Saturday, April 26, 2008

Brown-Lowery Provincial Park

After a relatively mild winter, April in Alberta was pretty much a write-off. Barely a week went by without a dumping of snow: 15 cm here, 20 cm there. Sometimes it was followed by nice enough weather to melt most of it away, but the past week or so has been a gray, overcast, cold existence, with daily snow and lows we haven't seen since January. We probably could have gone hiking at some point in the past few weeks (with the exception of last weekend when a number of roads and highways were actually impassible. In April.), but frankly, who wanted to?

In March, before the weather turned everything upside down, D and I tried out some new hiking south of the city at Brown-Lowery Provincial Park. It was snowy, slushy, and at times extremely icy, but we thought it was the last remnants of winter hiking and took it in stride. Silly us.

Brown-Lowery Provincial Park was created when the families of Home Oil founders Robert Brown Sr and Major James Robert Lowery donated the land to the Alberta Government. Though the land was donated in the mid-60s, the area wasn't designated as a Provincial Park until 1992.

The Park is just northwest of Turner Valley, southwest of Priddis, and is accessed from Highway 762 (turn at the sign for "Plummer's Road"). It's not a big area -- only about 3 km2 -- but there's plenty of hiking to be done.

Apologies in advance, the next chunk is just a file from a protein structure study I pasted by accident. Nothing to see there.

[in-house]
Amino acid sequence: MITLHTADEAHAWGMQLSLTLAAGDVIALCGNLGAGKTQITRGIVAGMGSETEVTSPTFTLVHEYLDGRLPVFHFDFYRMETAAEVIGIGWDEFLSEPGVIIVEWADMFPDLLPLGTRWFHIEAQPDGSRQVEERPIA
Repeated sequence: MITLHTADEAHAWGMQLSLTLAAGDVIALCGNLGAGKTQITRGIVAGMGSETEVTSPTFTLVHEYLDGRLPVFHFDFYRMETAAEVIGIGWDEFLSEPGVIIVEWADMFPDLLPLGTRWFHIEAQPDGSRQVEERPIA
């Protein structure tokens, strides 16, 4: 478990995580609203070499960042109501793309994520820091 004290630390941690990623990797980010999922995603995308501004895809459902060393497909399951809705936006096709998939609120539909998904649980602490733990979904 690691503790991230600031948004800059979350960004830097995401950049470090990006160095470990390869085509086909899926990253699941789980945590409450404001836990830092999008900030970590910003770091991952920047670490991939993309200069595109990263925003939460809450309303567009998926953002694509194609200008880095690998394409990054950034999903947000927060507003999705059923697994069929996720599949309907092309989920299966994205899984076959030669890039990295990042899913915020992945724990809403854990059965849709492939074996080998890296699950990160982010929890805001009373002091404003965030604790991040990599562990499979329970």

The area is a maze of trails and paths, some leading to viewpoints, some along creeks, and some to the remains of structures in the area -- a cabin and a sawmill. During the spring, the area is known for its birdwatching potential, with a range of creatures in the area, both the flying kind and the four-legged kind.

D and I opted to hike the perimeter of the park, a nice 4-5 k walk, and a good option since it was way too early for any birding.

Most trails in the area have creek crossings and because of the number of trails and junctions along the way, the signage is excellent. It's easy to get lost, but you can't blame it on the lack of maps and signs in the area:

Close to the creeks, the tree cover is thick and the ground was moist and mossy without a hint of snow:

D and I picked the perimeter walk both for the distance and for the viewpoint. We don't hike south of Calgary that often (that will change this summer), and it was nice to change up the views. However, I was a little surprised to look north and see how visible a certain downtown Calgary was:

Looking south, the view was worth it, and with barely a climb to get there:

The viewpoint part of the trail was dry and bare, with only a hint of snow along the way:

However, once we turned away from the west facing part of the trail and toward the east facing side that was sheltered, it was a completely different story:

We hiked *down* that hill. Thank goodness.

Back down in the "valley" part of the hike, the many streams that run throughout the area were all still fully frozen over: